Channel Islands: California’s Majestic National Park You Need To Know About
Escape the hustle and bustle of down town LA and be at one with nature.
For most Australians, Los Angeles is the gateway to the USA. Its streets and skyline are familiar from countless Hollywood movies, a city of sleaze and glamour, theme parks and galleries. It can also be a tough place to find some peace and quiet.
Fortunately there are ways to escape the madness. Just don’t believe the folks who tell you to head East towards Joshua Tree, which has over 2.5 million visitors a year. Instead, look in the other direction and you’ll discover there’s no better place to get away from it all than the Channel Islands.
Remote yet accessible, this archipelago stretches north along the coast from LA, and the Channel Islands National Park comprises the five northernmost islands. Just hours from the city, the National Park sees less than 20,000 overnight campers a year and is the perfect spot to escape the crowds, especially mid-week.
Channel Islands Are A Haven For Wildlife
The closest islands are visible from the coast, but a deep channel separates them from the mainland. This allowed wildlife to develop in isolation until humans arrived and there are 145 endemic or unique species in the archipelago including the diminutive island fox.
There are six subspecies on different islands, several of which have bounced back from tiny populations and these adorable creatures are easy to spot as they’re active during the day and have a habit of hanging around the campgrounds, though feeding them is strictly prohibited.
The Channel Islands also provide an important breeding site for seabirds, while sea lions and seals sun themselves on the shores and play in the nutrient rich waters alongside dolphins, otters and numerous species of whales.
Indigenous Chumash inhabited the Channel Islands 13,000 years ago
The indigenous Chumash arrived in the islands around 13,000 years ago, making them one of the first seafaring groups in the Americas. They were expert fishers and also mined the interior for chert that they shaped into arrowheads and drillbits.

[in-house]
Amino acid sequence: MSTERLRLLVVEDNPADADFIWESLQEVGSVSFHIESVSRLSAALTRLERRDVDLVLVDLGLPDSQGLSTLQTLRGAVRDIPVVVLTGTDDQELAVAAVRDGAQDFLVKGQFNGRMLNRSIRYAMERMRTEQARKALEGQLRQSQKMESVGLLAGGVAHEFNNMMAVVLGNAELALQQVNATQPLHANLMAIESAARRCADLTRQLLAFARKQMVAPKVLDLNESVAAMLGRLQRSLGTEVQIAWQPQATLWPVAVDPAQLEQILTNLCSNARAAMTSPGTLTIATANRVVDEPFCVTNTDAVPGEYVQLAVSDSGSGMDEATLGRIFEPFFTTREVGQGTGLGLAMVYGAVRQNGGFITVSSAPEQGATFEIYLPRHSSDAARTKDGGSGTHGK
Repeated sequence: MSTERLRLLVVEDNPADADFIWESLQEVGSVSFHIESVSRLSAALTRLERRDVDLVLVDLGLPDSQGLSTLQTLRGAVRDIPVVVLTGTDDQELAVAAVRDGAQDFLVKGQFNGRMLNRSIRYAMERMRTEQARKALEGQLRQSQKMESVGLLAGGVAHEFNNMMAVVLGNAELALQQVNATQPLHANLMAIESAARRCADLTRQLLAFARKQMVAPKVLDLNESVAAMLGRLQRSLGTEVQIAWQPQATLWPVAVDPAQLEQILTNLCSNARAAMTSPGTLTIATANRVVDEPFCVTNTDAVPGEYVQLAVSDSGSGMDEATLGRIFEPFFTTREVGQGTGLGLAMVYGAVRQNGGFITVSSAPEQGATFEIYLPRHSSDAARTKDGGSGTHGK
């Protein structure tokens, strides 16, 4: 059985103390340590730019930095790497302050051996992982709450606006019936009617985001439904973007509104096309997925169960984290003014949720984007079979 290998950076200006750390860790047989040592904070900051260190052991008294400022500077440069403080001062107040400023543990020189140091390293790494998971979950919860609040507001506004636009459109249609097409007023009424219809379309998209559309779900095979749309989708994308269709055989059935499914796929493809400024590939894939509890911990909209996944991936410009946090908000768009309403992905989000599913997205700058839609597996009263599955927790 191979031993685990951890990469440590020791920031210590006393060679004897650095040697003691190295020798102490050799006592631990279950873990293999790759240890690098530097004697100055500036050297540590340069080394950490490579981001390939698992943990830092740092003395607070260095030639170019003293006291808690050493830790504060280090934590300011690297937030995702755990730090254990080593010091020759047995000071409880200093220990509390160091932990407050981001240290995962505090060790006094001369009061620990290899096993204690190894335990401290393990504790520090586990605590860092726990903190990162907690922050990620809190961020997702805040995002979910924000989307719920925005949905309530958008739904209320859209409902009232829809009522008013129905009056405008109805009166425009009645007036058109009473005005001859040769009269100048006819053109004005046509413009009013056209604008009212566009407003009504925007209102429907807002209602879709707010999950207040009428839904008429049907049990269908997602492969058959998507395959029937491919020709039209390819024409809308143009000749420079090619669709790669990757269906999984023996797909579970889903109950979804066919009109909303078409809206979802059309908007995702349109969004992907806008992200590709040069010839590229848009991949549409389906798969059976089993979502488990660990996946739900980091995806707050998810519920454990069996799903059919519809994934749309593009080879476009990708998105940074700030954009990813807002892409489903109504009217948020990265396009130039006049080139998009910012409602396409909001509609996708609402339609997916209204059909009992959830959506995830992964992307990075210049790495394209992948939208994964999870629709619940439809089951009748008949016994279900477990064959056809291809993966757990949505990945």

Today, middens and tool crafting sites still dot the islands, though the Chumash way of life changed quickly with the arrival of Europeans, who eventually removed the population to Spanish missions.
After the islands were converted to ranches, introduced species ravaged the landscape. There is much work still to be done, but since becoming a national park great strides have been made to rehabilitate the landscape and native vegetation and animals are rebounding.
Choosing the right island
Though all five islands are accessible by ferry and have camps on them, Santa Cruz is the easiest to get to and offers the most activities, as well as the most frequent ferry departures. The largest of the Channel Islands is four times the size of Manhattan and its varied landscape is a microcosm of the Golden State with craggy mountain ridges, steep valleys, pine forests, coastal cliffs and sandy beaches.
Of the 600 plant species present, 98 are found nowhere outside the Channel Islands. There are no services on the island, so you need to bring camping equipment and all your food, but there’s a toilet and drinking water at the Scorpion Ranch campground near the boat landing.
Planning your Channel Islands itinerary
Bring a book (or several) and enjoy the solitude, but if you want to get out, there are still plenty of options. Numerous hiking trails fan out from the main campsite, offering insights into human habitation on the islands as well as stunning views over sea cliffs and hidden harbours. Longer trails go up the steep Montañon ridge that acts as the spine of the island and offer superb views over the lower slopes back to tiny Anacapa Island, just offshore, as well as the mainland.
Scorpion Ranch has a rocky beach, and being at the sheltered eastern end of the island is the perfect place to explore the marine world. Directly off the beach, forests of giant bladder, elkhorn and feather boa kelp are home to a range of underwater life and make for great snorkelling.
The coastal cliffs also have a huge range of sea caves and the sheltered eastern end of the island is the perfect spot for sea kayaking. The best way to do this is on a tour where the guides can introduce you to some of the local wildlife as well as taking you into the caves. However, with waves bouncing all around from the cliffs, it’s important to get the timing right.
Getting to the Channel Islands
First up fly into Los Angeles International Airport. Then the best jumping off point is Ventura, about 100 kilometres north of Los Angeles. Just over an hour’s drive from central Los Angeles, it’s also accessible by train from Union Station.
From Ventura harbour Island Packers offer day trips and whale watching cruises as well as transport to all of the islands in the National Park. The trip out to Santa Cruz takes about an hour, though it can be longer if they spot whales in the channel and a return fare for campers to Scorpion Anchorage is US$79 (AU$111). Before booking, you’ll need to show proof of a camping reservation, which costs US$15 (AU$21) per night for each site.
(Lead image: Santa Rosa Channel Islands / Channel Islands National Park Facebook)